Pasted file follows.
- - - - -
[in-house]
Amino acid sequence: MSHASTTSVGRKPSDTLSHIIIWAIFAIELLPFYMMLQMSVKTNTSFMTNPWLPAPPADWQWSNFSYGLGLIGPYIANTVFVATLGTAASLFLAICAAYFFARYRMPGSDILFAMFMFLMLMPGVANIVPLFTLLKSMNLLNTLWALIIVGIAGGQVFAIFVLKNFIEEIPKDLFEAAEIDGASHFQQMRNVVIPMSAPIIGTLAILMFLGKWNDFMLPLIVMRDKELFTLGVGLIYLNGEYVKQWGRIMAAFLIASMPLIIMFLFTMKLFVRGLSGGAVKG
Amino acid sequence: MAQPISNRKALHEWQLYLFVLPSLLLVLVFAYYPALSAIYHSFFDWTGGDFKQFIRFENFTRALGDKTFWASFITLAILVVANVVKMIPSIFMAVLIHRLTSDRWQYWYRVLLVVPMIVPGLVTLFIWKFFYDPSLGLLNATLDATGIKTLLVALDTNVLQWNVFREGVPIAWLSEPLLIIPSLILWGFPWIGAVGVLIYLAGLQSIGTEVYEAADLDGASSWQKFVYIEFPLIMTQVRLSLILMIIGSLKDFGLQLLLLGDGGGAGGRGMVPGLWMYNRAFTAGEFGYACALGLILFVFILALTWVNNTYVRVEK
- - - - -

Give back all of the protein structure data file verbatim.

[in-house]
Amino acid sequence: MSHASTTSVGRKPSDTLSHIIIWAIFAIELLPFYMMLQMSVKTNTSFMTNPWLPAPPADWQWSNFSYGLGLIGPYIANTVFVATLGTAASLFLAICAAYFFARYRMPGSDILFAMFMFLMLMPGVANIVPLFTLLKSMNLLNTLWALIIVGIAGGQVFAIFVLKNFIEEIPKDLFEAAEIDGASHFQQMRNVVIPMSAPIIGTLAILMFLGKWNDFMLPLIVMRDKELFTLGVGLIYLNGEYVKQWGRIMAAFLIASMPLIIMFLFTMKLFVRGLSGGAVKG
Amino acid sequence: MAQPISNRKALHEWQLYLFVLPSLLLVLVFAYYPALSAIYHSFFDWTGGDFKQFIRFENFTRALGDKTFWASFITLAILVVANVVKMIPSIFMAVLIHRLTSDRWQYWYRVLLVVPMIVPGLVTLFIWKFFYDPSLGLLNATLDATGIKTLLVALDTNVLQWNVFREGVPIAWLSEPLLIIPSLILWGFPWIGAVGVLIYLAGLQSIGTEVYEAADLDGASSWQKFVYIEFPLIMTQVRLSLILMIIGSLKDFGLQLLLLGDGGGAGGRGMVPGLWMYNRAFTAGEFGYACALGLILFVFILALTWVNNTYVRVEK